Faraday battery challenge
An overview of government’s challenge to industry and research to develop the next generation of batteries for vehicles and other applications.
What is the Faraday battery challenge?
Electrification is happening, and there is growing global demand for batteries to fuel this change. Driven in the UK in part by the government’s plan to ban new conventional petrol and diesel vehicles by 2040 and replace them with electric and zero emissions vehicles.
There is a £12 billion opportunity for the UK in the battery value chain alone by 2025. But this requires the establishment of a strong supply chain and for the UK be a global competitor in new and emerging battery technologies.
Through this challenge, the government invests in research and innovation projects and facilities to catalyse the growth of a strong battery business in the UK. This challenge works across the value chain with the aim of making the UK a centre for world-class battery technology. This will enable the creation of more jobs and lead to lower air pollution in our cities.
Across all transport sectors there are exciting opportunities, each with their own technological and regulatory challenges to overcome. One size doesn’t fit all, and the UK needs a host of battery technologies to enable its electrified future.
What’s the investment?
The government is investing up to £317.75 million to develop battery technologies that are:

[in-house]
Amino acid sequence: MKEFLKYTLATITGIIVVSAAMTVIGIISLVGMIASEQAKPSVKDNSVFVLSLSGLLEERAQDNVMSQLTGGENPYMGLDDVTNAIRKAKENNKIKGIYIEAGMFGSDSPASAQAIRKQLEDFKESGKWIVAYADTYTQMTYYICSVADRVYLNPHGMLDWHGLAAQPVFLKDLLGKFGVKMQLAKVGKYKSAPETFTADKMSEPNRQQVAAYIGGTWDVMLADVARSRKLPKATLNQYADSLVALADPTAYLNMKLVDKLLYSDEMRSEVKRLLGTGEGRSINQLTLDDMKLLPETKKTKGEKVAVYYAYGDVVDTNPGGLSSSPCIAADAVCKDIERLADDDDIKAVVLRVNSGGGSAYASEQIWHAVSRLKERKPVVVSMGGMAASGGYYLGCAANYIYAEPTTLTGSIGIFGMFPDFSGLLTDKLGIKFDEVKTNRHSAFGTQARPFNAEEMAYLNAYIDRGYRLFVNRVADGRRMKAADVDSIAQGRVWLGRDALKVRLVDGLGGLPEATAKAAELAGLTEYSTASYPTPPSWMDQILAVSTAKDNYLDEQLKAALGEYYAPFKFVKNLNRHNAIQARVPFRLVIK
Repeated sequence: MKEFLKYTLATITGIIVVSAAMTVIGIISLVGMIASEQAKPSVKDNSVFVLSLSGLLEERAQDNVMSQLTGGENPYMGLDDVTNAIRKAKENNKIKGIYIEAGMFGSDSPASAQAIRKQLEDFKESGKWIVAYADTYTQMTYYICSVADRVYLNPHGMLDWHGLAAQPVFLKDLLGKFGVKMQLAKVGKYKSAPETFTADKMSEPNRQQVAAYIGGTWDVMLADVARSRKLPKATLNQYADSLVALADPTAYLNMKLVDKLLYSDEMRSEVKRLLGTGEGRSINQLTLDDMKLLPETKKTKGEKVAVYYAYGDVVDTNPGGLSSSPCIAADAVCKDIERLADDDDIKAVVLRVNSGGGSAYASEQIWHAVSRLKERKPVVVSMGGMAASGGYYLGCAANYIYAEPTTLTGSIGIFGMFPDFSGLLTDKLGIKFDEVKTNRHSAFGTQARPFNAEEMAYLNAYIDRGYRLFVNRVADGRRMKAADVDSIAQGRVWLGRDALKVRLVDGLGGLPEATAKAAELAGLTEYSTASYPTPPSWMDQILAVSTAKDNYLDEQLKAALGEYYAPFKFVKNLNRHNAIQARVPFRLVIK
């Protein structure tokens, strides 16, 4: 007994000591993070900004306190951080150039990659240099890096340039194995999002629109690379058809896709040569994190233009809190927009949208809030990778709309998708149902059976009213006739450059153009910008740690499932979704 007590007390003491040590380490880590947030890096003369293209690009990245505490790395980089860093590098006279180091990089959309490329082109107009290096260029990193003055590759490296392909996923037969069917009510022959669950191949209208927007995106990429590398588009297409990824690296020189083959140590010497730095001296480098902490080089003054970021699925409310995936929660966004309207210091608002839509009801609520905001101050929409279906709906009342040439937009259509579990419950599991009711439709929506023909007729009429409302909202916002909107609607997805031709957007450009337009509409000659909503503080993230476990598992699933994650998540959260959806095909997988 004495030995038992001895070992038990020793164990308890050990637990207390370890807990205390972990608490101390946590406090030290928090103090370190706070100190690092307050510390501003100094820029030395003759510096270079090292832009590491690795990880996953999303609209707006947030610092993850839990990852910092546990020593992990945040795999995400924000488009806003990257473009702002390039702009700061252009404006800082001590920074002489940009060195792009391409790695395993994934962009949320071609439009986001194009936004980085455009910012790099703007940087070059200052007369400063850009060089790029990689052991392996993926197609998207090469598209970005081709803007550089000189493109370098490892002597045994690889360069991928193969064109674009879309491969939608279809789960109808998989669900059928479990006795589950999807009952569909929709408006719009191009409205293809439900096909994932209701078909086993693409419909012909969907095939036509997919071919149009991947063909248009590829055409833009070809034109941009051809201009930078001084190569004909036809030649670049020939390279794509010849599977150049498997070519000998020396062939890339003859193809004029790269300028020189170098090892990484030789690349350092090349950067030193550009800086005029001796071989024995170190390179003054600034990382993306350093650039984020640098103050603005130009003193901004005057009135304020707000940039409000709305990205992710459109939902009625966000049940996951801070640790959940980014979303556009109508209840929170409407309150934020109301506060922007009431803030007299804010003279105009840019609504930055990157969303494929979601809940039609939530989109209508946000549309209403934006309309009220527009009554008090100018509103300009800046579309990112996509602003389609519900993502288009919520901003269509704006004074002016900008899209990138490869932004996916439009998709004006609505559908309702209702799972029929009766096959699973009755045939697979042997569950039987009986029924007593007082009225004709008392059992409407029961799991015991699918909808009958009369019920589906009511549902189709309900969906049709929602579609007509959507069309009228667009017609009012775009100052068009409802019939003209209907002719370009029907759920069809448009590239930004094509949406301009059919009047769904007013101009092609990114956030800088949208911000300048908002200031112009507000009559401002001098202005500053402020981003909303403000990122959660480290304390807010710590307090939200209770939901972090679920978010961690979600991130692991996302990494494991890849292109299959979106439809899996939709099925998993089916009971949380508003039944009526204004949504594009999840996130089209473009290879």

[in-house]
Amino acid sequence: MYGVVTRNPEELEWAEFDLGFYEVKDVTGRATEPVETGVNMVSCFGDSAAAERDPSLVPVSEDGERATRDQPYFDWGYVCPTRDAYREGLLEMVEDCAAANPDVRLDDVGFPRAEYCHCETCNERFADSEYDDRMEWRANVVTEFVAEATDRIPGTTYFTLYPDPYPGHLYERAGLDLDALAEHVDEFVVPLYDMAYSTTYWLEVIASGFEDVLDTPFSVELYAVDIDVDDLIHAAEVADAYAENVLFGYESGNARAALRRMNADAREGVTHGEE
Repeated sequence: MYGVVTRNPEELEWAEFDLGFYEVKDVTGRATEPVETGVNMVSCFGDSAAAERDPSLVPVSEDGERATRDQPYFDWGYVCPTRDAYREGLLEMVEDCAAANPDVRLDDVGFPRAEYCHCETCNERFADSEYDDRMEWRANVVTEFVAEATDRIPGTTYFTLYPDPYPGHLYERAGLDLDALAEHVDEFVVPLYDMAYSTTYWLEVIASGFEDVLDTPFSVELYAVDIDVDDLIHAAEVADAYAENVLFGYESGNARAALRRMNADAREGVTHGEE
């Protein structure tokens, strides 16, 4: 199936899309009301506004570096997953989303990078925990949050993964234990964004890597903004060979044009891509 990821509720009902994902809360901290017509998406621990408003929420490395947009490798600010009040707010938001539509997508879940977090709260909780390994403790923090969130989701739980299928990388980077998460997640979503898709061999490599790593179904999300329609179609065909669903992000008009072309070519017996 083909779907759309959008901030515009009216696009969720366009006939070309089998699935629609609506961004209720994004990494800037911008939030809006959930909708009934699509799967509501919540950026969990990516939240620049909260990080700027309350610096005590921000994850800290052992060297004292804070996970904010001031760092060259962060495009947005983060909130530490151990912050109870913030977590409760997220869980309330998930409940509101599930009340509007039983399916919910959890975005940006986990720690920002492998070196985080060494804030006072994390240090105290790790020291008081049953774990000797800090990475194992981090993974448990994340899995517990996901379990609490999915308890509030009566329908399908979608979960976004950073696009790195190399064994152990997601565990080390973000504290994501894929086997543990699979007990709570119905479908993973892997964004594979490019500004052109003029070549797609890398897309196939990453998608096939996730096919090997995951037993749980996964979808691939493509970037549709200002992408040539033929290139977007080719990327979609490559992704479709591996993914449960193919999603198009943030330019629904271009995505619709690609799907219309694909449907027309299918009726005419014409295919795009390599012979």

- high performing
What are the opportunities?
Opportunities will be available to UK-based researchers and businesses in the following areas:
Collaborative research and development projects
UK businesses can get grants for feasibility studies and collaborative research and innovation projects that develop new and improved battery technologies that push performance, lower cost and consider end of life.
Projects funded so far include improving battery lifespan and range and the reuse, remanufacture and recycle of batteries at their end-of-life.
UK Battery industrialisation centre
We have funded a £108 million UK battery industrialisation centre – the first of its kind in the world. It will allow companies to quickly develop their capabilities to manufacture batteries and get them to market, scale up and go global.
It is being led by Coventry and Warwickshire Local Enterprise Partnership, Warwick Manufacturing Group and Coventry City Council.
The challenge has created the £78 million Faraday Institution at the Harwell Science and Innovation campus to tackle the fundamental challenges that limit the widespread uptake of electric vehicles.
Academics will work with industry to look at research, training, and analysis into batteries and help develop technologies for the future. It will help to position the UK as a leader in battery technologies.
Ilika Technologies: recharging the electric vehicle market
Solid-state battery specialists Ilika Technologies are working on a project to produce battery technology that can charge an electric vehicle in 25 minutes.
Deregallera: improving the range of electric vehicles
Welsh materials company is developing a new hybrid energy storage system with the hope to extend the life of an electric vehicle battery by 50%
The Faraday Institution: project looks at battery recycling
A team at the University of Birmingham is leading The ReLiB project, 1 of 4 initial research projects run by the Faraday Institution.